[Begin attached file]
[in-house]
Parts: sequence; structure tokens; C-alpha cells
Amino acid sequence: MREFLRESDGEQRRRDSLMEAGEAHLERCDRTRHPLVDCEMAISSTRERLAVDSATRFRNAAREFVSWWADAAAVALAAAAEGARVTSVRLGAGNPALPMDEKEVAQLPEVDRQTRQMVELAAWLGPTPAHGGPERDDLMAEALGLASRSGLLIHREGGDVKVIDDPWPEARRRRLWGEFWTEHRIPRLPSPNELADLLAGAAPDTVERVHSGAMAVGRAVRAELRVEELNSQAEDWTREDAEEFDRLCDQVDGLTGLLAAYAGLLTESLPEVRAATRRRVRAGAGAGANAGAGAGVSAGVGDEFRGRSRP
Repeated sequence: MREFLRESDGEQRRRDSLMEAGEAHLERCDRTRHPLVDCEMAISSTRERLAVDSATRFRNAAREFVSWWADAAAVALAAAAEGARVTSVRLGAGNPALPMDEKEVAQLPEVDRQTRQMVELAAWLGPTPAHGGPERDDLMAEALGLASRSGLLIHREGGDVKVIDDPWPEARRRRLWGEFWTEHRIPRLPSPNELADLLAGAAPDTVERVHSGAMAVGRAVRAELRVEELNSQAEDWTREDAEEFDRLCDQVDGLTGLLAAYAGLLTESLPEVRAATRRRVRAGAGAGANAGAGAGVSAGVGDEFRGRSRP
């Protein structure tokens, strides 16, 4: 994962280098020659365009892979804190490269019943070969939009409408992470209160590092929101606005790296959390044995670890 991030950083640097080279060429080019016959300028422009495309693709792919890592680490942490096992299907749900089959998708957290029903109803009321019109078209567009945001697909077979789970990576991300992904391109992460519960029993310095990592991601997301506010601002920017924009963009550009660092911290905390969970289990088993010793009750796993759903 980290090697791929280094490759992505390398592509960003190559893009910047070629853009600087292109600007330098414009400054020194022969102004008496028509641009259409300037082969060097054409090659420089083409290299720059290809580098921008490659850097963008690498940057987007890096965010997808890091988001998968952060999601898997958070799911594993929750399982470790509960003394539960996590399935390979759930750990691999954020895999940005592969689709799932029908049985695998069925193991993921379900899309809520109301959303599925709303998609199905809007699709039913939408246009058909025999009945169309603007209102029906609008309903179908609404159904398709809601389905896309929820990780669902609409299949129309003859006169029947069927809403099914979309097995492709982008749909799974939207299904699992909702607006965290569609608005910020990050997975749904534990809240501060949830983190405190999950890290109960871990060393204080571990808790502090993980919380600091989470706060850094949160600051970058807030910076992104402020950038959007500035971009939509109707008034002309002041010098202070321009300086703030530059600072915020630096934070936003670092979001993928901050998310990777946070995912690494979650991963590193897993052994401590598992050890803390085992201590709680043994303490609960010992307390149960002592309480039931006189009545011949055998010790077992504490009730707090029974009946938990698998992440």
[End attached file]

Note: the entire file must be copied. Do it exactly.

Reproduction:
[in-house]
Parts: sequence; structure tokens; C-alpha cells
Amino acid sequence: MREFLRESDGEQRRRDSLMEAGEAHLERCDRTRHPLVDCEMAISSTRERLAVDSATRFRNAAREFVSWWADAAAVALAAAAEGARVTSVRLGAGNPALPMDEKEVAQLPEVDRQTRQMVELAAWLGPTPAHGGPERDDLMAEALGLASRSGLLIHREGGDVKVIDDPWPEARRRRLWGEFWTEHRIPRLPSPNELADLLAGAAPDTVERVHSGAMAVGRAVRAELRVEELNSQAEDWTREDAEEFDRLCDQVDGLTGLLAAYAGLLTESLPEVRAATRRRVRAGAGAGANAGAGAGVSAGVGDEFRGRSRP
Repeated sequence: MREFLRESDGEQRRRDSLMEAGEAHLERCDRTRHPLVDCEMAISSTRERLAVDSATRFRNAAREFVSWWADAAAVALAAAAEGARVTSVRLGAGNPALPMDEKEVAQLPEVDRQTRQMVELAAWLGPTPAHGGPERDDLMAEALGLASRSGLLIHREGGDVKVIDDPWPEARRRRLWGEFWTEHRIPRLPSPNELADLLAGAAPDTVERVHSGAMAVGRAVRAELRVEELNSQAEDWTREDAEEFDRLCDQVDGLTGLLAAYAGLLTESLPEVRAATRRRVRAGAGAGANAGAGAGVSAGVGDEFRGRSRP
């Protein structure tokens, strides 16, 4: 994962280098020659365009892979804190490269019943070969939009409408992470209160590092929101606005790296959390044995670890 991030950083640097080279060429080019016959300028422009495309693709792919890592680490942490096992299907749900089959998708957290029903109803009321019109078209567009945001697909077979789970990576991300992904391109992460519960029993310095990592991601997301506010601002920017924009963009550009660092911290905390969970289990088993010793009750796993759903 980290090697791929280094490759992505390398592509960003190559893009910047070629853009600087292109600007330098414009400054020194022969102004008496028509641009259409300037082969060097054409090659420089083409290299720059290809580098921008490659850097963008690498940057987007890096965010997808890091988001998968952060999601898997958070799911594993929750399982470790509960003394539960996590399935390979759930750990691999954020895999940005592969689709799932029908049985695998069925193991993921379900899309809520109301959303599925709303998609199905809007699709039913939408246009058909025999009945169309603007209102029906609008309903179908609404159904398709809601389905896309929820990780669902609409299949129309003859006169029947069927809403099914979309097995492709982008749909799974939207299904699992909702607006965290569609608005910020990050997975749904534990809240501060949830983190405190999950890290109960871990060393204080571990808790502090993980919380600091989470706060850094949160600051970058807030910076992104402020950038959007500035971009939509109707008034002309002041010098202070321009300086703030530059600072915020630096934070936003670092979001993928901050998310990777946070995912690494979650991963590193897993052994401590598992050890803390085992201590709680043994303490609960010992307390149960002592309480039931006189009545011949055998010790077992504490009730707090029974009946938990698998992440």